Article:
Why Jim and Pola consciously chose the central event

22 May 2023 11:30

Jim and Pola are part of '1/79', one of the teams that have been walking along for the Refugee Walk for many editions. That name is not a random jumble of numbers, but is derived from the fact that 1 in 79 people is currently fleeing violence, war and persecution. Every year in June, they review the UN report and update their names. When they first participated, they were still called '1/113'. This evolution is at once sad and motivating. Because as more and more people flee, defending the rights of refugees becomes simultaneously more urgent.

Jim and Pola are trained to do big walks and so participate in the 40km every year without fail. In corona times, they were happy to have the option to map out their own route in their own region. Yet now they prefer to step along in the central event.

"You can create buzz as well as put Vluchtelingenwerk Vlaanderen on the map"

On the one hand, they feel that the more people in one place show that they are standing up for the same rights together, the more they can attract press and media attention. Indeed, with the Refugee Walk, they are not just about raising money. They also want to show how many people want to reinforce the message of solidarity and human rights. In this way, they hope that their sporting efforts will help strengthen one of the most important objectives of VluchtelingenwerkVlaanderen: putting pressure on policy.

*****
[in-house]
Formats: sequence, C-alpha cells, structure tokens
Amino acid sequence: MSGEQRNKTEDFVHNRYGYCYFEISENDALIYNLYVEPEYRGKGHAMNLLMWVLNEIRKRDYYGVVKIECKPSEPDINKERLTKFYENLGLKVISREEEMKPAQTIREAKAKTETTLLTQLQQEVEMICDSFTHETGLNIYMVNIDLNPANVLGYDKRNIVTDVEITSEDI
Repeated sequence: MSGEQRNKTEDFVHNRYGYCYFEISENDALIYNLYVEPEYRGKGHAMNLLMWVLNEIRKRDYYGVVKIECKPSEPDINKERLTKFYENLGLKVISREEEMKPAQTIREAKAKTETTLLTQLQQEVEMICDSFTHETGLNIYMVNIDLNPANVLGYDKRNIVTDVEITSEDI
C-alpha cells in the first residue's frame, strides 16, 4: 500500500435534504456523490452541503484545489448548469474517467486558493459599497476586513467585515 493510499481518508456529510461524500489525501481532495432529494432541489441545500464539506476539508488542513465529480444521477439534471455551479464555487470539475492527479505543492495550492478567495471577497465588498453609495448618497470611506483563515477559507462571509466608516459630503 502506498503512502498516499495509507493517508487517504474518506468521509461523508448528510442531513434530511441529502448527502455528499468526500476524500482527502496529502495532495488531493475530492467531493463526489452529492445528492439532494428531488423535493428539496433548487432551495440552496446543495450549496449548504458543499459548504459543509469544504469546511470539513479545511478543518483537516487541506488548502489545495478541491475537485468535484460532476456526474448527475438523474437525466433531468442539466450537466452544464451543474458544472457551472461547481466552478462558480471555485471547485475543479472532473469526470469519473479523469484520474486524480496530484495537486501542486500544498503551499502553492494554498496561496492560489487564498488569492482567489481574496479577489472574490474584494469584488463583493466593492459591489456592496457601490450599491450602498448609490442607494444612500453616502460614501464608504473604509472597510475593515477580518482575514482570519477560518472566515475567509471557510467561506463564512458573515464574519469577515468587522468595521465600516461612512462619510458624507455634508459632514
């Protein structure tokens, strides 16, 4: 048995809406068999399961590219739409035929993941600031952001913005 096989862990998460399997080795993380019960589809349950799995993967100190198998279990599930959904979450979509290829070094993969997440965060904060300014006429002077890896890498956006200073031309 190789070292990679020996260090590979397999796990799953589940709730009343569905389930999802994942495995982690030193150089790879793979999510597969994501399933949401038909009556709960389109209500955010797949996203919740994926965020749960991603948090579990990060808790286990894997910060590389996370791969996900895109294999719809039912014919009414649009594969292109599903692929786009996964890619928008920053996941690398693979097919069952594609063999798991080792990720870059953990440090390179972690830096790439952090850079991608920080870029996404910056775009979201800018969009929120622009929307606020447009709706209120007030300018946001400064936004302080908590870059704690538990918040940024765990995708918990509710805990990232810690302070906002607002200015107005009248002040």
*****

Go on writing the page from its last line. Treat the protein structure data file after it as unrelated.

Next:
"You feel part of a bigger picture"

Taking part in the Refugee Walk also gives Jim and Pola a thrill. "Look how many people we are here with to defend the same cause. It's incredibly heartwarming to see how many people care about the right to asylum and solidarity with refugees. The sense of togetherness at the central event is huge."

"The city government has to step up aswell"

Moreover, they say, a central event gives a city council a chance to speak out on this crucial social issue. The organising city should stick its neck out, as the mayor of Mechelen, Bart Somers, and the mayor of Leuven, Mohamed Ridouani already did. There is no better way to introduce your city council to the issue and get them excited about becoming a solidarity city too. Talk about putting pressure on policy!


5 tips from Jim and Pola to raise money


Team 1/79 was the team that raised the most money last year. Five tips from Pola and Jim on how to successfully raise funds:

  1. Show that you are one team! Together you stand strong. Introduce your team and let the outside world know why you are taking this action.
  2. Stay true to your own beliefs! Let your network know what you stand for and what you are going for.
  3. Emphasise the usefulness of the action: let your surroundings know what Vluchtelingenwerk Vlaanderen does.
  4. Do not fish in the same pond: Keep track of which team member addresses whom, so you don't overwhelm people in your network with questions.
  5. Keep personal contact with your sponsors: Take time to thank your sponsors at length. Let them know where you stand with your action and what you were able to achieve thanks to them.